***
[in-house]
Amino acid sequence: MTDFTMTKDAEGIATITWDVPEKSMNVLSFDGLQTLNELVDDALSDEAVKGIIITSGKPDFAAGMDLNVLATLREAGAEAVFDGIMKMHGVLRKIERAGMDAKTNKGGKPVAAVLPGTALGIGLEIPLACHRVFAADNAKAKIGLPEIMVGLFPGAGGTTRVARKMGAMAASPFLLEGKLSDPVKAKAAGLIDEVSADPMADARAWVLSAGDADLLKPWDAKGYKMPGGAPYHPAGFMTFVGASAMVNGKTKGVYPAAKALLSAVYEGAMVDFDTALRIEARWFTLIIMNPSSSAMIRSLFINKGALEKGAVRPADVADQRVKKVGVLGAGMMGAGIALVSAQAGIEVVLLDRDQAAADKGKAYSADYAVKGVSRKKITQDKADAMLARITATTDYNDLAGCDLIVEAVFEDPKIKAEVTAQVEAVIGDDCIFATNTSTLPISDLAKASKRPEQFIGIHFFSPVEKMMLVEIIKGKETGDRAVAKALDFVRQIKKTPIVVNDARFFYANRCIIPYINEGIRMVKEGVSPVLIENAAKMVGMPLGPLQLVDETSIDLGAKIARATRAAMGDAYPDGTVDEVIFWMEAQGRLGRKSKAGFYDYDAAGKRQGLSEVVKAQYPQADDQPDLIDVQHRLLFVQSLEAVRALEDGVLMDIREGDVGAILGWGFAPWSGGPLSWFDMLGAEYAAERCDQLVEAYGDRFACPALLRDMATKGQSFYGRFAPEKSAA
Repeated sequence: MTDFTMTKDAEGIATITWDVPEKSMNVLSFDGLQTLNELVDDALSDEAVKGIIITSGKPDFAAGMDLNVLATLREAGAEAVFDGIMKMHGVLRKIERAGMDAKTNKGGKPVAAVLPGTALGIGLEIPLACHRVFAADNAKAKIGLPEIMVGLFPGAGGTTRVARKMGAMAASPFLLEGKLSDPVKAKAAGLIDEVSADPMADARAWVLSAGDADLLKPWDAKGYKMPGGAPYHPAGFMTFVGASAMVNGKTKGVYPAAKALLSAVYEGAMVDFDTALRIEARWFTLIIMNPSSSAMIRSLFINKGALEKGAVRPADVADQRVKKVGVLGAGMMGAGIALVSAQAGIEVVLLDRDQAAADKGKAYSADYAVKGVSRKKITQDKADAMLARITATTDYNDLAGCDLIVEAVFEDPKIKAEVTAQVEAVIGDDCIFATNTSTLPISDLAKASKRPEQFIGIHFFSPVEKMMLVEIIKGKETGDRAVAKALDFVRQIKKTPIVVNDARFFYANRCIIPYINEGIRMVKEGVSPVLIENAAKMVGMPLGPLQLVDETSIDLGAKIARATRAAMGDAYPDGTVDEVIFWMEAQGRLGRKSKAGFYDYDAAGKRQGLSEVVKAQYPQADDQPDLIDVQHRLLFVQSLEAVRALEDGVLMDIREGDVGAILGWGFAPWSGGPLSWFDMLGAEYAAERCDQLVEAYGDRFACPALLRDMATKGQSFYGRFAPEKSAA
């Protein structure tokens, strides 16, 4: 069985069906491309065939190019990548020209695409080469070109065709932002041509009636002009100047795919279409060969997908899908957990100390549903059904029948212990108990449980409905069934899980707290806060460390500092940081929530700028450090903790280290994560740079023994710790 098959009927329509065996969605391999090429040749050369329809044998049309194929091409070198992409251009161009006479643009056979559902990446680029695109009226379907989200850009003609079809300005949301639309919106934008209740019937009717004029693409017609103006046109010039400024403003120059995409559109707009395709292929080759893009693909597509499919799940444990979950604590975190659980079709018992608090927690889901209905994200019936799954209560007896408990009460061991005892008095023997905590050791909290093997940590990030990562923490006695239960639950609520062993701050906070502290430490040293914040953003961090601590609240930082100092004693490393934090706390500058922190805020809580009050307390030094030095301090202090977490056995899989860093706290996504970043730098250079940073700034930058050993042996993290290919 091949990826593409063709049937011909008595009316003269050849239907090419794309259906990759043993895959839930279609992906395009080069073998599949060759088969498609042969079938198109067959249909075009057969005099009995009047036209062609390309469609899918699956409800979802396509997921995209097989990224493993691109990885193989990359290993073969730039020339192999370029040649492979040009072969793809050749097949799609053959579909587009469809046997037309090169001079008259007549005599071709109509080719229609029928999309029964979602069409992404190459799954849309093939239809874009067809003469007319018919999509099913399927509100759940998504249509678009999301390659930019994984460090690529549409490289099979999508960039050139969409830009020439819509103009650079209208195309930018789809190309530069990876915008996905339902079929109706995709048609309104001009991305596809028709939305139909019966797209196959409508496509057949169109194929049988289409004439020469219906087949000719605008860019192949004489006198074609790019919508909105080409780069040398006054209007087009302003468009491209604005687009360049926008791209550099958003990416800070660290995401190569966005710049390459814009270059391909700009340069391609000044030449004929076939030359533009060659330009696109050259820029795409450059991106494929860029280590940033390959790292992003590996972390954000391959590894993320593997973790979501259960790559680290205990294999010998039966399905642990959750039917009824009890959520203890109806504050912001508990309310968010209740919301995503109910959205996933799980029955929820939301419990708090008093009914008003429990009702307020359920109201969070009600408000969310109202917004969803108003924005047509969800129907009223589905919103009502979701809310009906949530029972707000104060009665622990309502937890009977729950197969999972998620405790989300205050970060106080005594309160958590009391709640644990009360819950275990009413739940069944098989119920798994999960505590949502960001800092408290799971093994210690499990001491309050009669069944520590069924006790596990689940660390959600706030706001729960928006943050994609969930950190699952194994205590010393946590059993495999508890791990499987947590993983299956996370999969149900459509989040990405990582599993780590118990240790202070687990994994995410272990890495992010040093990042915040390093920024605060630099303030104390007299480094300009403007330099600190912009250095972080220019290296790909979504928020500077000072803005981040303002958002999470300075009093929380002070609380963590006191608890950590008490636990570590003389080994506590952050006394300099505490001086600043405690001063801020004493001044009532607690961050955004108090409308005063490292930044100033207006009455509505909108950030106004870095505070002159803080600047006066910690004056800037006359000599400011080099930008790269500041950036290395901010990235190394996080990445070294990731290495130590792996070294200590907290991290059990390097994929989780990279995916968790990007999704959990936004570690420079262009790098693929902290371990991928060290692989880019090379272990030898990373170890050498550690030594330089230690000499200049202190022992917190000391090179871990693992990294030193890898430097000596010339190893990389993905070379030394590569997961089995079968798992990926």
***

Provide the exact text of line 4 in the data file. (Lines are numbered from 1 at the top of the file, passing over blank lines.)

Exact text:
């Protein structure tokens, strides 16, 4: 069985069906491309065939190019990548020209695409080469070109065709932002041509009636002009100047795919279409060969997908899908957990100390549903059904029948212990108990449980409905069934899980707290806060460390500092940081929530700028450090903790280290994560740079023994710790 098959009927329509065996969605391999090429040749050369329809044998049309194929091409070198992409251009161009006479643009056979559902990446680029695109009226379907989200850009003609079809300005949301639309919106934008209740019937009717004029693409017609103006046109010039400024403003120059995409559109707009395709292929080759893009693909597509499919799940444990979950604590975190659980079709018992608090927690889901209905994200019936799954209560007896408990009460061991005892008095023997905590050791909290093997940590990030990562923490006695239960639950609520062993701050906070502290430490040293914040953003961090601590609240930082100092004693490393934090706390500058922190805020809580009050307390030094030095301090202090977490056995899989860093706290996504970043730098250079940073700034930058050993042996993290290919 091949990826593409063709049937011909008595009316003269050849239907090419794309259906990759043993895959839930279609992906395009080069073998599949060759088969498609042969079938198109067959249909075009057969005099009995009047036209062609390309469609899918699956409800979802396509997921995209097989990224493993691109990885193989990359290993073969730039020339192999370029040649492979040009072969793809050749097949799609053959579909587009469809046997037309090169001079008259007549005599071709109509080719229609029928999309029964979602069409992404190459799954849309093939239809874009067809003469007319018919999509099913399927509100759940998504249509678009999301390659930019994984460090690529549409490289099979999508960039050139969409830009020439819509103009650079209208195309930018789809190309530069990876915008996905339902079929109706995709048609309104001009991305596809028709939305139909019966797209196959409508496509057949169109194929049988289409004439020469219906087949000719605008860019192949004489006198074609790019919508909105080409780069040398006054209007087009302003468009491209604005687009360049926008791209550099958003990416800070660290995401190569966005710049390459814009270059391909700009340069391609000044030449004929076939030359533009060659330009696109050259820029795409450059991106494929860029280590940033390959790292992003590996972390954000391959590894993320593997973790979501259960790559680290205990294999010998039966399905642990959750039917009824009890959520203890109806504050912001508990309310968010209740919301995503109910959205996933799980029955929820939301419990708090008093009914008003429990009702307020359920109201969070009600408000969310109202917004969803108003924005047509969800129907009223589905919103009502979701809310009906949530029972707000104060009665622990309502937890009977729950197969999972998620405790989300205050970060106080005594309160958590009391709640644990009360819950275990009413739940069944098989119920798994999960505590949502960001800092408290799971093994210690499990001491309050009669069944520590069924006790596990689940660390959600706030706001729960928006943050994609969930950190699952194994205590010393946590059993495999508890791990499987947590993983299956996370999969149900459509989040990405990582599993780590118990240790202070687990994994995410272990890495992010040093990042915040390093920024605060630099303030104390007299480094300009403007330099600190912009250095972080220019290296790909979504928020500077000072803005981040303002958002999470300075009093929380002070609380963590006191608890950590008490636990570590003389080994506590952050006394300099505490001086600043405690001063801020004493001044009532607690961050955004108090409308005063490292930044100033207006009455509505909108950030106004870095505070002159803080600047006066910690004056800037006359000599400011080099930008790269500041950036290395901010990235190394996080990445070294990731290495130590792996070294200590907290991290059990390097994929989780990279995916968790990007999704959990936004570690420079262009790098693929902290371990991928060290692989880019090379272990030898990373170890050498550690030594330089230690000499200049202190022992917190000391090179871990693992990294030193890898430097000596010339190893990389993905070379030394590569997961089995079968798992990926």